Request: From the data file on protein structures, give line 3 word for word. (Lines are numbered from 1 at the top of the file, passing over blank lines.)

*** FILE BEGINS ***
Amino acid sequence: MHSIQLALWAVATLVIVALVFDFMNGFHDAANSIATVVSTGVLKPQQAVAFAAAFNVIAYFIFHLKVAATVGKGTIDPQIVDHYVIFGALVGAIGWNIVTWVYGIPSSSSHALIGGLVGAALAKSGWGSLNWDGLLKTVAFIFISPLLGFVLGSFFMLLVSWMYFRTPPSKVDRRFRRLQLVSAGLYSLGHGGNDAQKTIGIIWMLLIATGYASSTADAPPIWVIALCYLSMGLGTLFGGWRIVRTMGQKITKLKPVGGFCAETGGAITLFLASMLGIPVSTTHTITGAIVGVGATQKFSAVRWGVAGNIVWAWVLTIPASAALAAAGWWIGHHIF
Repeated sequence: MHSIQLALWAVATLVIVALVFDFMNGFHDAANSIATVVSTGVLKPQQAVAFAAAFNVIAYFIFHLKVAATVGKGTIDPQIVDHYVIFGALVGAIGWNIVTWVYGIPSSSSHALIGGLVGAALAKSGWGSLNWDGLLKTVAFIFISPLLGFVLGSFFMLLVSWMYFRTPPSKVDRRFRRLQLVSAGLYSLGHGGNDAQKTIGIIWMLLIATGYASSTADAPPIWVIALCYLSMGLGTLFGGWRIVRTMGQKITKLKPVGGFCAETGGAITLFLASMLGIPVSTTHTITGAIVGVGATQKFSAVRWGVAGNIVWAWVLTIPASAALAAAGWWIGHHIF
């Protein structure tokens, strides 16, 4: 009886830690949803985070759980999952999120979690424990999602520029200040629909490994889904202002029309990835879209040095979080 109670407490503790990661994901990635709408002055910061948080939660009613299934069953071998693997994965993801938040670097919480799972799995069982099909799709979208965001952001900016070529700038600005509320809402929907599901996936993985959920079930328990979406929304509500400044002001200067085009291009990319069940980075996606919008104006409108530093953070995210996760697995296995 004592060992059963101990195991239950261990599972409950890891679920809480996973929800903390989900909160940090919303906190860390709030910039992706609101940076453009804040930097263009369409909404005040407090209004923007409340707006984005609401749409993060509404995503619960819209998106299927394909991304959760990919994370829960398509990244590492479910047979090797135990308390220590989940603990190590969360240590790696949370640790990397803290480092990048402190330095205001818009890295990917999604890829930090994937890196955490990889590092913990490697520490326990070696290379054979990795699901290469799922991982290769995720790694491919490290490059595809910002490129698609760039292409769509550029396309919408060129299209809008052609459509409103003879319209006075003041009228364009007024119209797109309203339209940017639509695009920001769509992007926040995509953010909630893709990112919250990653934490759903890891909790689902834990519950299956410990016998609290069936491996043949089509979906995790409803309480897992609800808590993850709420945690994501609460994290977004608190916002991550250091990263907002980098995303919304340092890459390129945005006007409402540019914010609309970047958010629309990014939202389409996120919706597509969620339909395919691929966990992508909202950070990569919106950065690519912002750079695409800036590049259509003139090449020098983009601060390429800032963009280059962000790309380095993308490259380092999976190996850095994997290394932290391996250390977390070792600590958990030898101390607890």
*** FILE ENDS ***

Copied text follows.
């Protein structure tokens, strides 16, 4: 009886830690949803985070759980999952999120979690424990999602520029200040629909490994889904202002029309990835879209040095979080 109670407490503790990661994901990635709408002055910061948080939660009613299934069953071998693997994965993801938040670097919480799972799995069982099909799709979208965001952001900016070529700038600005509320809402929907599901996936993985959920079930328990979406929304509500400044002001200067085009291009990319069940980075996606919008104006409108530093953070995210996760697995296995 004592060992059963101990195991239950261990599972409950890891679920809480996973929800903390989900909160940090919303906190860390709030910039992706609101940076453009804040930097263009369409909404005040407090209004923007409340707006984005609401749409993060509404995503619960819209998106299927394909991304959760990919994370829960398509990244590492479910047979090797135990308390220590989940603990190590969360240590790696949370640790990397803290480092990048402190330095205001818009890295990917999604890829930090994937890196955490990889590092913990490697520490326990070696290379054979990795699901290469799922991982290769995720790694491919490290490059595809910002490129698609760039292409769509550029396309919408060129299209809008052609459509409103003879319209006075003041009228364009007024119209797109309203339209940017639509695009920001769509992007926040995509953010909630893709990112919250990653934490759903890891909790689902834990519950299956410990016998609290069936491996043949089509979906995790409803309480897992609800808590993850709420945690994501609460994290977004608190916002991550250091990263907002980098995303919304340092890459390129945005006007409402540019914010609309970047958010629309990014939202389409996120919706597509969620339909395919691929966990992508909202950070990569919106950065690519912002750079695409800036590049259509003139090449020098983009601060390429800032963009280059962000790309380095993308490259380092999976190996850095994997290394932290391996250390977390070792600590958990030898101390607890």